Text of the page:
The Iran nuclear deal that the Trump administration pulled out of last year is on the verge of collapse.
The National Security and Foreign Policy Committee of the Iranian Parliament last Tuesday ratified a motion that required the Iranian government to cease its voluntary implementation of its Additional Protocol agreement with the International Atomic Energy Agency (IAEA).
The motion, if turned into law, would represent a death knell to the 2015 Joint Comprehensive Program of Action (JCPOA), the groundbreaking agreement between Iran and the United States, Great Britain, France, Russia, China, Germany, and the European Union to end the crisis surrounding Iran's nuclear program.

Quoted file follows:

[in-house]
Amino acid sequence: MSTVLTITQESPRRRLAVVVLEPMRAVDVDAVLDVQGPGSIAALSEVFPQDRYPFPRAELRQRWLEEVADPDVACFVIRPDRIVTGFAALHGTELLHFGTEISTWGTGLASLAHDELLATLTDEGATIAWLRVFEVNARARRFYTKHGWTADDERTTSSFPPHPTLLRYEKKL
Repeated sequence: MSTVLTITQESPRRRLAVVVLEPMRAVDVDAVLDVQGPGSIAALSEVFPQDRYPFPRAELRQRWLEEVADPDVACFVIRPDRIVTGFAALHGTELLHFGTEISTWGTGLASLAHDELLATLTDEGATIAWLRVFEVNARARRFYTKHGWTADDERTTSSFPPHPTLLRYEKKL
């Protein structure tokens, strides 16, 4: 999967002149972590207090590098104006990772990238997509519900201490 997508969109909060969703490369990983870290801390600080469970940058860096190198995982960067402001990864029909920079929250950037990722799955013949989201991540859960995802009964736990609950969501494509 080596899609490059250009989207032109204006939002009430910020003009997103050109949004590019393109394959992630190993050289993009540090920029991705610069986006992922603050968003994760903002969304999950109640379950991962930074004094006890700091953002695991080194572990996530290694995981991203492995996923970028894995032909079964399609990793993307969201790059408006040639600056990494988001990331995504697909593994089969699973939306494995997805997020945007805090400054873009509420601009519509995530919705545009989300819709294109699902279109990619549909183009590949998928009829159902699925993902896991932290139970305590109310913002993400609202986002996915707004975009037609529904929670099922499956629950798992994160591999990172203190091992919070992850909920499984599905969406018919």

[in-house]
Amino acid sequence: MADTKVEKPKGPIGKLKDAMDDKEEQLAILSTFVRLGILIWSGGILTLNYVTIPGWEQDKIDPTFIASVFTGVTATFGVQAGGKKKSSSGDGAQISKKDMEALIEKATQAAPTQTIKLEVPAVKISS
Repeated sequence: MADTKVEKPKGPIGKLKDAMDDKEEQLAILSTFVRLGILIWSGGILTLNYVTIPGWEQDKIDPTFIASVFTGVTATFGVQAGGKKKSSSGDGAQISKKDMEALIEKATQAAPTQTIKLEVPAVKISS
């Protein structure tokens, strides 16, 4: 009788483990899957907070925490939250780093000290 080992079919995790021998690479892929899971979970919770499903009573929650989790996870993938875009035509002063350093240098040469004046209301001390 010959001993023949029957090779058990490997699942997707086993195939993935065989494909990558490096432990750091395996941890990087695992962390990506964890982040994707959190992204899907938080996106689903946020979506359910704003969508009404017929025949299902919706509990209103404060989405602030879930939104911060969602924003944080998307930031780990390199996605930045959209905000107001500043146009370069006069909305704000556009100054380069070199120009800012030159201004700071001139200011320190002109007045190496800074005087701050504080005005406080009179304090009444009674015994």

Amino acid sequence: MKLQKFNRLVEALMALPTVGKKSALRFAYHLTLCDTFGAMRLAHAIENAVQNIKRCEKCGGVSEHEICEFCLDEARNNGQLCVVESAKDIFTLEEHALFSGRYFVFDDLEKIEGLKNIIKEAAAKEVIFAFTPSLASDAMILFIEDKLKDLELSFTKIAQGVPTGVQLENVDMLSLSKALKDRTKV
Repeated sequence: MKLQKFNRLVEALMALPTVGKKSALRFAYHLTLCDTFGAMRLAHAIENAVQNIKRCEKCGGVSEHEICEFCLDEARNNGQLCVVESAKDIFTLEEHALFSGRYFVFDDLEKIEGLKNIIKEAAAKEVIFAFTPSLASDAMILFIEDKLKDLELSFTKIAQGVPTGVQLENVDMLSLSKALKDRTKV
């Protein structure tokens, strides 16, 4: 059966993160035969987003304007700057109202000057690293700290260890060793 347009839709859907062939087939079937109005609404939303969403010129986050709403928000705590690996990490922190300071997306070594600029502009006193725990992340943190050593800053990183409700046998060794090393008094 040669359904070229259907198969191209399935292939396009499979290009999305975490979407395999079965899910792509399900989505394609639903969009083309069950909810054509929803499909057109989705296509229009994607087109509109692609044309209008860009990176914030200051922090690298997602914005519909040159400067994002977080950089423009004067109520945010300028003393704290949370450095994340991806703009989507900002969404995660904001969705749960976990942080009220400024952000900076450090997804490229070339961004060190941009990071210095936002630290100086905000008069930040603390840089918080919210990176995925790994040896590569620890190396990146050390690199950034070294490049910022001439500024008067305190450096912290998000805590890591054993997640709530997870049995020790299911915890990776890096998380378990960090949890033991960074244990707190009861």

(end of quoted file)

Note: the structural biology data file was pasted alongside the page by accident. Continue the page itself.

There is still time before the matter could be brought up for a vote; indeed, the committee is scheduled to hold a hearing on July 6, and has invited Foreign Minister Mohammad-Javad Zarif and Nuclear Chief Ali-Akbar Salehi to testify.
The current crisis over Iran's nuclear program was triggered by the IAEA Board of Governors, which on June 19 passed a resolution expressing its "serious concern" over Iran's refusal to provide "access to the Agency under the Additional Protocol to two locations." The resolution said that "discussions engaged, for almost a year, to clarify Agency questions related to possible undeclared nuclear material and nuclear related activities in Iran have not led to progress."